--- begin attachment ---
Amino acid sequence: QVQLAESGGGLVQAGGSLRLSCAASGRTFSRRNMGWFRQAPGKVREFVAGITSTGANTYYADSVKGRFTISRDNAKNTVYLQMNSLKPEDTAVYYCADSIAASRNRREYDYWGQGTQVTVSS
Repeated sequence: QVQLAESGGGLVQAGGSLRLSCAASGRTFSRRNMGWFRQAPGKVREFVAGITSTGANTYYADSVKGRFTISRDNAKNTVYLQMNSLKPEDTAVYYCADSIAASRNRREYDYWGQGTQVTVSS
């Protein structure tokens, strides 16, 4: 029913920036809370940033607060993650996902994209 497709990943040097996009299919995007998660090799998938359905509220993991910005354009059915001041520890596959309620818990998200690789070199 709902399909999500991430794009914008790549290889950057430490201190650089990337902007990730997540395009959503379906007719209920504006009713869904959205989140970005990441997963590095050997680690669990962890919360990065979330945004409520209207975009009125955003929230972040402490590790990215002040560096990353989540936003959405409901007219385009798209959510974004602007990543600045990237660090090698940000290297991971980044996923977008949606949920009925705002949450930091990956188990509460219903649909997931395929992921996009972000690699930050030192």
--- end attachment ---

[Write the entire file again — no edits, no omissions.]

Amino acid sequence: QVQLAESGGGLVQAGGSLRLSCAASGRTFSRRNMGWFRQAPGKVREFVAGITSTGANTYYADSVKGRFTISRDNAKNTVYLQMNSLKPEDTAVYYCADSIAASRNRREYDYWGQGTQVTVSS
Repeated sequence: QVQLAESGGGLVQAGGSLRLSCAASGRTFSRRNMGWFRQAPGKVREFVAGITSTGANTYYADSVKGRFTISRDNAKNTVYLQMNSLKPEDTAVYYCADSIAASRNRREYDYWGQGTQVTVSS
């Protein structure tokens, strides 16, 4: 029913920036809370940033607060993650996902994209 497709990943040097996009299919995007998660090799998938359905509220993991910005354009059915001041520890596959309620818990998200690789070199 709902399909999500991430794009914008790549290889950057430490201190650089990337902007990730997540395009959503379906007719209920504006009713869904959205989140970005990441997963590095050997680690669990962890919360990065979330945004409520209207975009009125955003929230972040402490590790990215002040560096990353989540936003959405409901007219385009798209959510974004602007990543600045990237660090090698940000290297991971980044996923977008949606949920009925705002949450930091990956188990509460219903649909997931395929992921996009972000690699930050030192």